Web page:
Friday, March 03, 2006

Waittressing

I found something to talk about!!!!! So, I just had a meeting at work talking about how our servers need to be more professional. Apparently, I am the one they are choosing to do the evaluation on all the other waittresses. Now, some things are obvious when it comes to good service, but can you guys comment on what you expect from a server at a restaurant to just help me think outside the box. I guess it's not even a matter of what to do, but what not to do. Some of the points I want to address are as follows: Proper greeting Proper language Empty glass/plate removal Timely service Anticipation of customer's needs Follow up/closing Maybe you guys would have some stories of bad service or even just things you've noticed before. Sorry, that's about all I got. Work and school are my life right now, and I doubt you want to hear about Spanish, Algebra, or Accounting! :)

6 comments:

Oldnovice said...

We don't eat out often enough to have any good stories; I always gave giant tips to servers who went out of their way to indulge Lucky, though.

At Bitter Waitress Forum servers and customers discuss stuff. Here's a sample of one discussion regarding whether water should be served with/without lemon: [Spew alert!]

I HATE lemon in my water. Please dont assume people want lemon in their water. The best servers ask me first. I hate to fish lemon and seeds out of my water, then its *tainted* with lemon juice .........oh wait, I bet this will be deemed as my fault, I need to tell the server up front I dont want lemon in my water right?

Well it never fails if you bring water with no lemon you get looked at like you have bugs coming out of you eyes. Or if you do put lemon in the person is allergic to lemons. So if you have a specific like or dislike one way to get it the way you want it is to articulate it. By saying water, that is just water. However most that want water and lemon dont always add the lemon part, when ordering. Is it up to the guest or the server? I would say between the two maybe it can be figured out.

Unless someone is deathly allergic, I don't see how it's a big fucking deal.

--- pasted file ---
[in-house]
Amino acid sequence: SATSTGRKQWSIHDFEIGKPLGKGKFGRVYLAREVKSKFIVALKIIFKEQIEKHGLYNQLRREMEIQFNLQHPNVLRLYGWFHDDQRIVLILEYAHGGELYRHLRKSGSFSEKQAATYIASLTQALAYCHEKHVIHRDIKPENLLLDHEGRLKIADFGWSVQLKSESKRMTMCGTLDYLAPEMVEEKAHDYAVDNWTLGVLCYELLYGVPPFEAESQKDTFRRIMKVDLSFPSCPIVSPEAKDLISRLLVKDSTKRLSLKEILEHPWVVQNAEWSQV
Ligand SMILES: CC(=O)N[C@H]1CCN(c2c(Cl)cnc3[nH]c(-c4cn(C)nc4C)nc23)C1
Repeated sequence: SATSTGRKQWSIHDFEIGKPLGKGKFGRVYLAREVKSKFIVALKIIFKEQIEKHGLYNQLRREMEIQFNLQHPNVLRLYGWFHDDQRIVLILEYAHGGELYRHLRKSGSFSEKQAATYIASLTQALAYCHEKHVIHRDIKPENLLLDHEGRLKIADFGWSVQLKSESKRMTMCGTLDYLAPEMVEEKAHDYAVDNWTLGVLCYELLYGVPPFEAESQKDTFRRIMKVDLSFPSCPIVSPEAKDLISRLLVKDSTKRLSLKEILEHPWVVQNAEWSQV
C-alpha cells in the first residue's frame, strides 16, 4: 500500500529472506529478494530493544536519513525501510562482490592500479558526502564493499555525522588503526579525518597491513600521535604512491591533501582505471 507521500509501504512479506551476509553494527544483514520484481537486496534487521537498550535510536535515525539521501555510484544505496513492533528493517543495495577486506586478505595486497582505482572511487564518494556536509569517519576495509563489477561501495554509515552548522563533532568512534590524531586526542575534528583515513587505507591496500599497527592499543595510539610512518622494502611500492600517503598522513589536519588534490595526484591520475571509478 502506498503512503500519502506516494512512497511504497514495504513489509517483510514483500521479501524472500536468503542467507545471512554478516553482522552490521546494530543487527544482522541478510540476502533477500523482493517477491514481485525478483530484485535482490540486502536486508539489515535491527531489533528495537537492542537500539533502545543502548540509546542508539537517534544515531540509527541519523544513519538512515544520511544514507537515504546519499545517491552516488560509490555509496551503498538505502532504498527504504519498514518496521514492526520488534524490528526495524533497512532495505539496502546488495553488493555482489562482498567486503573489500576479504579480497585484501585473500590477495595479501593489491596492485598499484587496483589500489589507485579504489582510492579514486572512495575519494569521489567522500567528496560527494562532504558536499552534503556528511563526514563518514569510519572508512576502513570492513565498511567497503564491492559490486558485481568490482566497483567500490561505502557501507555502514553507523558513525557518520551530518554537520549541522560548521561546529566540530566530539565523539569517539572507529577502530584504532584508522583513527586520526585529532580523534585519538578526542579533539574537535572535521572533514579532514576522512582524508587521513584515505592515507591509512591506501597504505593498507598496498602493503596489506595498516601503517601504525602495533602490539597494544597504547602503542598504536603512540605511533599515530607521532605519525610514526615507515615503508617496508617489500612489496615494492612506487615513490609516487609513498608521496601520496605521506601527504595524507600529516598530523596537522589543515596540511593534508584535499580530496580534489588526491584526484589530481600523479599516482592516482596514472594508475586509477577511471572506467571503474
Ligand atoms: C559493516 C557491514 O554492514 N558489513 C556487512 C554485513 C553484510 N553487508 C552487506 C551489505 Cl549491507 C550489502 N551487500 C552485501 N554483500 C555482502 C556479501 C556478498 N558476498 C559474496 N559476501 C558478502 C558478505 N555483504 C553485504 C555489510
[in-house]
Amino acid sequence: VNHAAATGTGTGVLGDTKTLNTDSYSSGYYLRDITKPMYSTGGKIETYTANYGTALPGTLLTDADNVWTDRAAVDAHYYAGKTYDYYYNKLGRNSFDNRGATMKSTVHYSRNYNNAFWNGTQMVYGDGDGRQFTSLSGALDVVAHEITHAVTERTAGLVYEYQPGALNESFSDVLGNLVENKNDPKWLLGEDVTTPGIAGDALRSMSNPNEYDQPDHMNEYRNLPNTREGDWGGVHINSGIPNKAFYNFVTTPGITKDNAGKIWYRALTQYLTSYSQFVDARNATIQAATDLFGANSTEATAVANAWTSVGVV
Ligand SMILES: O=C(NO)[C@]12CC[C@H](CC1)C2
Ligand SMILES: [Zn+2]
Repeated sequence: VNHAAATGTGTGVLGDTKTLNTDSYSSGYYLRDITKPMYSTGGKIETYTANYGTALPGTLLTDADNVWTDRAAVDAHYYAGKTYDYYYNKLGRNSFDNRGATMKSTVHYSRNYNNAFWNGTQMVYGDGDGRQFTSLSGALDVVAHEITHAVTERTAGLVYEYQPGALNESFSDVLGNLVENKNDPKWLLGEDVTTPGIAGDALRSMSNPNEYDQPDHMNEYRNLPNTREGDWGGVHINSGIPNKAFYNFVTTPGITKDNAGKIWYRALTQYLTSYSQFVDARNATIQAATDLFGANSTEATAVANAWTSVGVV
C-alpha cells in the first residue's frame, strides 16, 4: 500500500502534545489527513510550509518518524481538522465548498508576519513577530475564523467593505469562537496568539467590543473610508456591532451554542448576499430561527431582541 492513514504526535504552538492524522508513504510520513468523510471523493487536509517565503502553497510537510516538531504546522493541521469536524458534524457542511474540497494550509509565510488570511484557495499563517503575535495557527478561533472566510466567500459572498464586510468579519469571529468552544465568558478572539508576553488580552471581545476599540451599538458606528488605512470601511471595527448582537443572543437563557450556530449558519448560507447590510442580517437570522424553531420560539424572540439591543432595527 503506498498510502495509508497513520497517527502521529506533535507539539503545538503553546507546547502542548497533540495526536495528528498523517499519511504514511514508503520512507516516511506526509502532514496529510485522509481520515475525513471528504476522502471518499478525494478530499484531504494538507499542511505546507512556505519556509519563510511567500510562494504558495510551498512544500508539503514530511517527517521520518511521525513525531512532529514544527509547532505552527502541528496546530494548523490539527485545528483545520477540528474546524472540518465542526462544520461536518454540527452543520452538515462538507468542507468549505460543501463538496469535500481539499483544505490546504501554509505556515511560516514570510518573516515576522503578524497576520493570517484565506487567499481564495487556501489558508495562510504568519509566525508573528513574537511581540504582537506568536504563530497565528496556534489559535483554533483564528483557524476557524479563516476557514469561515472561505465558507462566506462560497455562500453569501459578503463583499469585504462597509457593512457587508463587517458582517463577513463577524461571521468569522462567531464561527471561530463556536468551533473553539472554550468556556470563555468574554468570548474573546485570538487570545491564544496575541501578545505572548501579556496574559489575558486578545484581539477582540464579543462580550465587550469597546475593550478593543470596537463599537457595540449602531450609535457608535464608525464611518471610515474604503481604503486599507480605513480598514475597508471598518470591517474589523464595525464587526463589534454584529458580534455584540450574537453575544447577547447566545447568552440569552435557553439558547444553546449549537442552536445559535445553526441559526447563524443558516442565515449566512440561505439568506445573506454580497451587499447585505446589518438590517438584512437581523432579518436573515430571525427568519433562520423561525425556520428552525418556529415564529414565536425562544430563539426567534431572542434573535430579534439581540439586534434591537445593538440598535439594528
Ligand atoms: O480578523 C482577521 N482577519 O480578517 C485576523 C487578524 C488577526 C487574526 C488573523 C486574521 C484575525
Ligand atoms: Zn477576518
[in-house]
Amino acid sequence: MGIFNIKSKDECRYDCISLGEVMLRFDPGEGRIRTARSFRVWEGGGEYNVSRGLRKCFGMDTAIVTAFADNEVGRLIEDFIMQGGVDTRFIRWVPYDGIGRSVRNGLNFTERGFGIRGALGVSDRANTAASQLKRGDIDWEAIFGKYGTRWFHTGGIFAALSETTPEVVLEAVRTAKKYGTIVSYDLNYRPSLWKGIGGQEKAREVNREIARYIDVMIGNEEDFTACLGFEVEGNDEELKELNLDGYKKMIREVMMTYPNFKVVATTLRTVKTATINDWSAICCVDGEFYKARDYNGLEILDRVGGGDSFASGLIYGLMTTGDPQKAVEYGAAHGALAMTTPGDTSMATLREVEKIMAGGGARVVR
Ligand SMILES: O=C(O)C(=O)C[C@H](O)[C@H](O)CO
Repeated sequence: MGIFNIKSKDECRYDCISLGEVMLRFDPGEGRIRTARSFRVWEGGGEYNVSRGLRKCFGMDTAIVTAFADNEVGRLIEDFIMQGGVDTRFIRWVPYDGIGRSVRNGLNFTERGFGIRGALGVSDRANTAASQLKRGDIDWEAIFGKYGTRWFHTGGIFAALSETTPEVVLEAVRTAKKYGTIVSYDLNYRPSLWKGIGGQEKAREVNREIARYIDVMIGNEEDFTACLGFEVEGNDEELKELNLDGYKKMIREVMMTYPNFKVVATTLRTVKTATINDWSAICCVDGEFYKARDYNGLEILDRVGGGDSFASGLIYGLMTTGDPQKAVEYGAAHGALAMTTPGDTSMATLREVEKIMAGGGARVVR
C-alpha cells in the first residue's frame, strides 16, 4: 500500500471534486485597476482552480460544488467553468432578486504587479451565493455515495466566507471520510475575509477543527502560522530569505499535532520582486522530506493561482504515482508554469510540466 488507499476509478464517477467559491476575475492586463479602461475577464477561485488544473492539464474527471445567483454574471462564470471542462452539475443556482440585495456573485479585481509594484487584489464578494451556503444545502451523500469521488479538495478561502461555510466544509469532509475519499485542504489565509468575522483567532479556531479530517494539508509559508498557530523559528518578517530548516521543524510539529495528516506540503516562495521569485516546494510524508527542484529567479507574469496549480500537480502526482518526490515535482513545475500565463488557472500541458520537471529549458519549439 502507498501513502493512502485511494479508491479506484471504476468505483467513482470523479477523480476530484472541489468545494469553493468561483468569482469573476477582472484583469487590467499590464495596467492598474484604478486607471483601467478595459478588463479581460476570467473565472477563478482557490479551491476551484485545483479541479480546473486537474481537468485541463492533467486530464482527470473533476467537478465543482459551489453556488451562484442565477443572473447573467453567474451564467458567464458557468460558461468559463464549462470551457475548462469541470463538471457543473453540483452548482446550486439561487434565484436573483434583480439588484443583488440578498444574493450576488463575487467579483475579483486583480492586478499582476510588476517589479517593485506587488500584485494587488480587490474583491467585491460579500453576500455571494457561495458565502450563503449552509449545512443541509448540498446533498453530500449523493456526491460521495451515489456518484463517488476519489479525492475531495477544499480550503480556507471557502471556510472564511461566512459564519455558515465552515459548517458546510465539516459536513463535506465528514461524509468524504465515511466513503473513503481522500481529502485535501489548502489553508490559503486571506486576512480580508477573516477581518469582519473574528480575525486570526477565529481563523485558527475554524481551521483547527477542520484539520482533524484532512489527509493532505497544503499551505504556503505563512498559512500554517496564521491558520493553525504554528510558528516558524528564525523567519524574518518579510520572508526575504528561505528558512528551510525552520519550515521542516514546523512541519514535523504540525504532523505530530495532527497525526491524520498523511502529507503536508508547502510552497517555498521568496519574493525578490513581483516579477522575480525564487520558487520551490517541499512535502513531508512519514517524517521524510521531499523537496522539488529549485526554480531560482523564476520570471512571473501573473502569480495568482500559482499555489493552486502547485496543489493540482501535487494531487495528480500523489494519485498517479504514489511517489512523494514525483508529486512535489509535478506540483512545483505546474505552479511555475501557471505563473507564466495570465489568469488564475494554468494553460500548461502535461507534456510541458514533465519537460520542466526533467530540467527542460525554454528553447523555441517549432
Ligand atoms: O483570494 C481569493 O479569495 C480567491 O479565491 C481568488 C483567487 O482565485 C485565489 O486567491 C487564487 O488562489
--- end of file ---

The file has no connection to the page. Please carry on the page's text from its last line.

You don't want a lemon? Take it off the glass. Throw it on the floor, whatever. It's a lemon, we're not trying to tattoo or pierce you; life will go on.

Lemons in my water give me explosive diarrhea.

in deadlobsterland people who make a scene about something as fucking stupid as getting a lemon in their water will be summarily executed in the parking lot and fed to homeless people.


Everyone enjoys waitress stories, and Alison Owings has the latest compilation in Hey Waitress!. Just judging from the reviews, it looks similar to what Studs Terkel put together in his Working...interviews with the workers. There was a little bar in the Randolph Street IC train station called The Caboose. If I missed my train home and had to wait an hour for the next one, I'd stop for a beer and conversation with a group of waitresses who hung out there after their shift. Fascinating women! Sometimes I'd get so interested in their stories that I'd miss the next train!

Th3Yungin said...

As long as she doesn't do anything terrible to my food, whatever waitress i have is great.

I don't mind a couple of plates on the table, and I'm not all that fussy about anything.

If nothing else, i worry more about being another dick customer to someone who has to deal with pricks all day...

Diane said...

Ya know what I hate the most? When the waiter/ress reaches *over your plate or glass* to get something from or place something on your table. All kinds of things can fall off of the hovering arm and shirt sleeve into your food and drink. Lint, dust, skin cells, body hair... Ew.